Today the idea that an evolutionary approach may be fruitful for research in the social sciences is being passionately defended by some and no less passionately contested by others. The resistance to Darwinism comes mainly in two distinct varieties. The first type of criticism is based on empirical or methodological objections against the current attempts to use evolutionary considerations to throw some light on social science explananda. The other line of opposition, however, is much harder to pin down and discuss (...) because it is fueled more by rhetoric than by argument. It defines itself, rather vaguely, as a fight against “biological reductionism” and “genetic determinism” and is often accompanied by slight (or not so slight) ideological overtones. In this chapter, I will deal only with the former (methodological) kind of criticism. But since I don’t want to leave the latter, hazily antireductionist source of opposition to biology without comments, and since I don’t know how to approach it in a serious way, let me wiggle out by presenting to you a rhymed parody, “Gene-mania,” that captures some of the more ideological criticism’s characteristic flavor. (shrink)
Political imputations in science are notoriously a tricky business. I addressed this issue in the context of the nature–nurture debate in the penultimate chapter of my book Making Sense of Heritability (Cambridge U. P. 2005). Although the book mainly dealt with the logic of how one should think about heritability of psychological differences, it also discussed the role of politics in our efforts to understand the dynamics of that controversy. I first argued that if a scholar publicly defends a certain (...) view (say, hereditarianism) in the debate about IQ, race and genetics this fact alone cannot justify attributing a political motivation to that person. But then later I suggested that the pressure of political correctness could explain some peculiarities of the contemporary controversy about the heritability of group differences in IQ. Several reviewers of my book raised a tu quoque objection. Am I not doing here the same thing that I condemn others for? (shrink)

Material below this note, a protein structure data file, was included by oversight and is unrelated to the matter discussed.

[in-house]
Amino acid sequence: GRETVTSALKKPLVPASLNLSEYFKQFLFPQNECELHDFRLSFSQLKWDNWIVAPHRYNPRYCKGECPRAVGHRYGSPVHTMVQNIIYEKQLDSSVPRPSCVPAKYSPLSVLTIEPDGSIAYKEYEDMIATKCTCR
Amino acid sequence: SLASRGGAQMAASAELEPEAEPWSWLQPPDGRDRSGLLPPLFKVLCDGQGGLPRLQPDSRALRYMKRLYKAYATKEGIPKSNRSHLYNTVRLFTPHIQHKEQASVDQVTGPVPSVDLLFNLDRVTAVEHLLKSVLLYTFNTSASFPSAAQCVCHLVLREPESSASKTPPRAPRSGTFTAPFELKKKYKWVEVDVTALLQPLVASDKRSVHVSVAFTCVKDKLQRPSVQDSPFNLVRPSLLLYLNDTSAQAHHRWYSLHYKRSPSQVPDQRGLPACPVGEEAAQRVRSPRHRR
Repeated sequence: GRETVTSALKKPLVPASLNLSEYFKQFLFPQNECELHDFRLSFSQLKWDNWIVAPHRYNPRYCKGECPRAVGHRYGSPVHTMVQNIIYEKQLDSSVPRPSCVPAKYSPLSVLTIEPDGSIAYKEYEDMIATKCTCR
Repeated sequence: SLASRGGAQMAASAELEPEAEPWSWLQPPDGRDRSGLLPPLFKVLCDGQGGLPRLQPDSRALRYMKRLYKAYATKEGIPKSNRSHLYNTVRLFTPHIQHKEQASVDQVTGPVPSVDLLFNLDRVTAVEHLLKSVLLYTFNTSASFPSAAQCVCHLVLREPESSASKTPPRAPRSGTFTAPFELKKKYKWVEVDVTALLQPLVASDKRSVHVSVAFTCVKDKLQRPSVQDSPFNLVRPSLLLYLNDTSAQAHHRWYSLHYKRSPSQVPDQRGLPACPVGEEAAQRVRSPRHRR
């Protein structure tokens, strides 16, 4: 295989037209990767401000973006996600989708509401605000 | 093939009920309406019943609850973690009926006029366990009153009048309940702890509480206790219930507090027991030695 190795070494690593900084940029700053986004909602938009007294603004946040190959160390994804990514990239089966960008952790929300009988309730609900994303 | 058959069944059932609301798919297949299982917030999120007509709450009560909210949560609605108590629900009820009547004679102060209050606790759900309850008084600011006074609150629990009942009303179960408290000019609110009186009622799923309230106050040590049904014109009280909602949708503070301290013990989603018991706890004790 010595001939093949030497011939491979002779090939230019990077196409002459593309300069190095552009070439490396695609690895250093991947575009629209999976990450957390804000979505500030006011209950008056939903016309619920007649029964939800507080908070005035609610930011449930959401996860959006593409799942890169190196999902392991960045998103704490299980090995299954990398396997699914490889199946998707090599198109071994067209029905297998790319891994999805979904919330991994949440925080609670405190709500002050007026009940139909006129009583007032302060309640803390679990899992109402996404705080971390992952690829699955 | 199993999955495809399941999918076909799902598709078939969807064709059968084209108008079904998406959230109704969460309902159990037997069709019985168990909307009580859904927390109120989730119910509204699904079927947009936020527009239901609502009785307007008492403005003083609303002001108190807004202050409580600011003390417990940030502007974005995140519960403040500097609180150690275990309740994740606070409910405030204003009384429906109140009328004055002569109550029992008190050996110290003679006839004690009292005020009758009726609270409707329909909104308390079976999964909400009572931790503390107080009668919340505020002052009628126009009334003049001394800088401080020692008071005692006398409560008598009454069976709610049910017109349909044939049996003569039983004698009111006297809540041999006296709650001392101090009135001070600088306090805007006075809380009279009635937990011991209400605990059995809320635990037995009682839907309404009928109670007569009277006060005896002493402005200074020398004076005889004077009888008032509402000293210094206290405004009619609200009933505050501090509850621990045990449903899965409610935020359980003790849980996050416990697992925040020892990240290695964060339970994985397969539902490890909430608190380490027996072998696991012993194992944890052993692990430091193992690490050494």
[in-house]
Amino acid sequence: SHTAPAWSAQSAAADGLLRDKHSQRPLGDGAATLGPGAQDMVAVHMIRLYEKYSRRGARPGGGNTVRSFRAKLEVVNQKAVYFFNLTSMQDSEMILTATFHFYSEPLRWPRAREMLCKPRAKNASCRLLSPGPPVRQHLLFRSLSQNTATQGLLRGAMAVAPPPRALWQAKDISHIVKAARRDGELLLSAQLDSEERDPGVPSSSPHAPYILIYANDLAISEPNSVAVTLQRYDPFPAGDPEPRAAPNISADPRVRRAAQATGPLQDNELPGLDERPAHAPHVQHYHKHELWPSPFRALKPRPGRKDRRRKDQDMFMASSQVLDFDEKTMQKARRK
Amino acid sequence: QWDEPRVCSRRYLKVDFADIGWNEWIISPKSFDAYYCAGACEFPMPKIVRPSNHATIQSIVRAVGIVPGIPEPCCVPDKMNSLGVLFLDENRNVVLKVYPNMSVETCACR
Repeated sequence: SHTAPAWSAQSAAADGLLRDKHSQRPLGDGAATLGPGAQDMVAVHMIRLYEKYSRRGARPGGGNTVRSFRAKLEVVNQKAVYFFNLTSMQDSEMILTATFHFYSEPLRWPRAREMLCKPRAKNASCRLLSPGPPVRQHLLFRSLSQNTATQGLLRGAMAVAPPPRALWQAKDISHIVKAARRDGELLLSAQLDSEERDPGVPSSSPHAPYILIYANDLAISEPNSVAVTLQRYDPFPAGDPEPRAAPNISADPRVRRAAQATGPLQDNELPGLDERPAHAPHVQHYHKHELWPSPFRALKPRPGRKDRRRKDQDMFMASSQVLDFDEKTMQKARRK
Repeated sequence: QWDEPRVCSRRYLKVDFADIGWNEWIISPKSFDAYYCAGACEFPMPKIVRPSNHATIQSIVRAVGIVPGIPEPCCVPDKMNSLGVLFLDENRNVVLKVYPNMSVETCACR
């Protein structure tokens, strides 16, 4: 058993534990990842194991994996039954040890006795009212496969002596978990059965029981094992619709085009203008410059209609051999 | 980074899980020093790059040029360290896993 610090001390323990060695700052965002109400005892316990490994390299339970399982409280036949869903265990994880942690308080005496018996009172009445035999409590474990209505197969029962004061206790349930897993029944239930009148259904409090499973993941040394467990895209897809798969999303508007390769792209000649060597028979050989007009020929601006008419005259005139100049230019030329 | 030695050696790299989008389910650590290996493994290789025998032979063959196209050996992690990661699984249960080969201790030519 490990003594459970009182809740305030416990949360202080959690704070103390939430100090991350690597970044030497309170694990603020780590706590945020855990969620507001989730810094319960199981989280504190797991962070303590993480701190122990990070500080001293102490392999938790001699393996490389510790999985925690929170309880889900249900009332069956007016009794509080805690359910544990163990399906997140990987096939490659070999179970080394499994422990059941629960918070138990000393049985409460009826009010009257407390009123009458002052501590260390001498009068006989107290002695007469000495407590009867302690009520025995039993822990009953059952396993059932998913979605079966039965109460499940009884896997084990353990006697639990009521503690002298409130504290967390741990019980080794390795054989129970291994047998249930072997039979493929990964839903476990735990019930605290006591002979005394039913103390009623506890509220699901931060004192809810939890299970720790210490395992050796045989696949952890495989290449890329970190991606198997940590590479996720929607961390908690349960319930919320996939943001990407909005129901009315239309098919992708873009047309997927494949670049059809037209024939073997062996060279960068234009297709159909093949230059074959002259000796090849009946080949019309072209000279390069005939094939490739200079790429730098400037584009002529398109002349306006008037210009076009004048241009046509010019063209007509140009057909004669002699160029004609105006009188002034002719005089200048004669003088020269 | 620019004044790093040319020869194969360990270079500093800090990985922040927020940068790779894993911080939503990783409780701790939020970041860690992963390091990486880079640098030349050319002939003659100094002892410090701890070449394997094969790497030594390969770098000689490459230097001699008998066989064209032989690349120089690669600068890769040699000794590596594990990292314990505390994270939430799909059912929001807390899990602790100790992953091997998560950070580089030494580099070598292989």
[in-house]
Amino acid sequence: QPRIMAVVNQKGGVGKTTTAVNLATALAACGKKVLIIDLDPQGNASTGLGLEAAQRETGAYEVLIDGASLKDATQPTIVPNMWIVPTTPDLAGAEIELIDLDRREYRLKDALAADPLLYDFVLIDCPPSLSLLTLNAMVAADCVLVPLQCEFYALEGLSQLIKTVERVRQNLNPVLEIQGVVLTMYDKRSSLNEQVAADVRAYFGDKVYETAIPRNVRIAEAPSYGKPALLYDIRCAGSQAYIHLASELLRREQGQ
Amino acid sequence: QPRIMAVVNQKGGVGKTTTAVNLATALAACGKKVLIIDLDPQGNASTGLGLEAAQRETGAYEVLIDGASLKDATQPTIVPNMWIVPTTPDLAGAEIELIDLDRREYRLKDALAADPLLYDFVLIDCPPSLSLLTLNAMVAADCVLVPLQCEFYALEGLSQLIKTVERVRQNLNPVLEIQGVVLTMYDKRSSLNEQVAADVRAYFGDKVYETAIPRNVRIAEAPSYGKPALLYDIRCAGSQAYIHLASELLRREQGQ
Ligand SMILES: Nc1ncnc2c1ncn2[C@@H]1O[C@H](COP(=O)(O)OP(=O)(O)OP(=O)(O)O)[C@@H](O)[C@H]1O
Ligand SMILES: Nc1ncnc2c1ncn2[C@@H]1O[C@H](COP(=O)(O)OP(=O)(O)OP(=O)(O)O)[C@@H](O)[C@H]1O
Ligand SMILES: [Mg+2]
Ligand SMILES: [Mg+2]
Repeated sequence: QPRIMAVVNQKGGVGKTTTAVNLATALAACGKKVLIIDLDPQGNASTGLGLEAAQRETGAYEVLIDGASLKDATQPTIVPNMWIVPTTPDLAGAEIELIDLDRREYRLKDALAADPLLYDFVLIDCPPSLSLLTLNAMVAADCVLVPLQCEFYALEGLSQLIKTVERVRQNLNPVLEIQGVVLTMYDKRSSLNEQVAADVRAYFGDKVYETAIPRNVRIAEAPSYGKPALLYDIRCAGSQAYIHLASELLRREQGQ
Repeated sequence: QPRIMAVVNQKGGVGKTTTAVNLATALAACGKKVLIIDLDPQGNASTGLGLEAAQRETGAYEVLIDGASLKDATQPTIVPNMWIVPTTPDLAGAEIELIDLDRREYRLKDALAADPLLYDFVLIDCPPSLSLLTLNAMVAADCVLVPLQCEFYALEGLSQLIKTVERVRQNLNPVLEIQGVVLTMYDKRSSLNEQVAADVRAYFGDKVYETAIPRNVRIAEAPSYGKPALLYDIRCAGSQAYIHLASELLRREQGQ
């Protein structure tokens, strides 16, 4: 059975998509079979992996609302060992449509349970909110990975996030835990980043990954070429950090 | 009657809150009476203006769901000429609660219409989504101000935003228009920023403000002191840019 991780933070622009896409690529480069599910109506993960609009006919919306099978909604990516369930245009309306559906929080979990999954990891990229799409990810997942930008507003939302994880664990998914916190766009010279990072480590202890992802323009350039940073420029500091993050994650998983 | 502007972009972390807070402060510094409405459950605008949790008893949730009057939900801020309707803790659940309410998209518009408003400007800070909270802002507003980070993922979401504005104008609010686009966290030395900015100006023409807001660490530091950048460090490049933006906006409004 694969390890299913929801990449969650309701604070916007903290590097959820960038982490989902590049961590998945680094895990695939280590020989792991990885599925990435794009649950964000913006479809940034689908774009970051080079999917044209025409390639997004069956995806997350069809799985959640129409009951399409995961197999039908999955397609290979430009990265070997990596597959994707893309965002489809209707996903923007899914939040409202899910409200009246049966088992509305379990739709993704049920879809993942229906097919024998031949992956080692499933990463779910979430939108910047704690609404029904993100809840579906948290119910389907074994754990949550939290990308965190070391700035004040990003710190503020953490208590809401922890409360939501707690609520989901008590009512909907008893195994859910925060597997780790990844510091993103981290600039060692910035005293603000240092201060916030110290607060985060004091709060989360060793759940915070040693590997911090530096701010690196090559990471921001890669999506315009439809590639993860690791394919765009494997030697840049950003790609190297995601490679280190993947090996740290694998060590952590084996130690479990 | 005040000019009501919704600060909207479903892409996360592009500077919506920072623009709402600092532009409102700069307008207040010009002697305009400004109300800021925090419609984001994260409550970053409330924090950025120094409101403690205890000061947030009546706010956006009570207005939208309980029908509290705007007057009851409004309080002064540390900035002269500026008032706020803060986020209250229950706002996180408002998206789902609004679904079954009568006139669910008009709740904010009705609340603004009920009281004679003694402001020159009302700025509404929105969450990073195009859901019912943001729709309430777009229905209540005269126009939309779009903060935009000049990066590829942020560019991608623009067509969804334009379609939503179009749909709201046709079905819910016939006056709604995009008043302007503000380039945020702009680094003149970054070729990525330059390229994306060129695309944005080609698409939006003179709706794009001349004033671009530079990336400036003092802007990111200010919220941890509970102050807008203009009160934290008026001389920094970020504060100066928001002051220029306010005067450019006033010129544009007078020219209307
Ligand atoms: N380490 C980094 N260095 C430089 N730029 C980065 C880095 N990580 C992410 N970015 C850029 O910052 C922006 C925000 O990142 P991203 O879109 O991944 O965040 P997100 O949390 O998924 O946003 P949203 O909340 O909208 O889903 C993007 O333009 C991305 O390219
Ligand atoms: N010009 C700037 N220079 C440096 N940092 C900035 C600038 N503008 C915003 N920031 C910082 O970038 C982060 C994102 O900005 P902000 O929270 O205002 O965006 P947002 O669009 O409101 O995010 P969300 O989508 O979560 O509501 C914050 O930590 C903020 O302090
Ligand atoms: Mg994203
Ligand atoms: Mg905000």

Does the concept of “race” find support in contemporary science, particularly in biology? No, says Naomi Zack, together with so many others who nowadays argue that human races lack biological reality. This claim is widely accepted in a number of fields (philosophy, biology, anthropology, and psychology), and Zack’s book represents only the latest defense of social constructivism in this context. There are several reasons why she fails to make a convincing case.
In this article I criticize the recommendations of some prominent statisticians about how to estimate and compare probabilities of the repeated sudden infant death and repeated murder. The issue has drawn considerable public attention in connection with several recent court cases in the UK. I try to show that when the three components of the Bayesian inference are carefully analyzed in this context, the advice of the statisticians turns out to be problematic in each of the steps.
Imagine that you are on an intercontinental flight and that immediately after take‐off the pilot makes the following announcement: ‘Dear passengers, I hope you will join me in celebrating a wonderful achievement of one of our navigators. His name is Vincent. Vincent’s childhood dream was to become an airplane navigator but unfortunately he was declared unfit for the job because of his serious heart condition. True, he does occasionally have symptoms of heart disease like shortness of breath and chest pain, (...) yet he is certainly not the kind of person to be deterred from pursuing his dream so easily. Being quite convinced that he is up to the task and that everything would be fine Vincent decided to falsify his medical records. And indeed, with the clean bill of health readily forged and attached to his application, he smoothly managed to get the plum job and is very proud to take care of your safety today. Can we please get some applause for Vincent’s accomplishment and perseverance in the face of adversity? And, by the way, keep your seat belts tightly fastened during the entire flight.’. (shrink)
Philosophers of science widely believe that the hereditarian theory about racial differences in IQ is based on methodological mistakes and confusions involving the concept of heritability. I argue that this "received view" is wrong: methodological criticisms popular among philosophers are seriously misconceived, and the discussion in philosophy of science about these matters is largely disconnected from the real, empirically complex issues debated in science.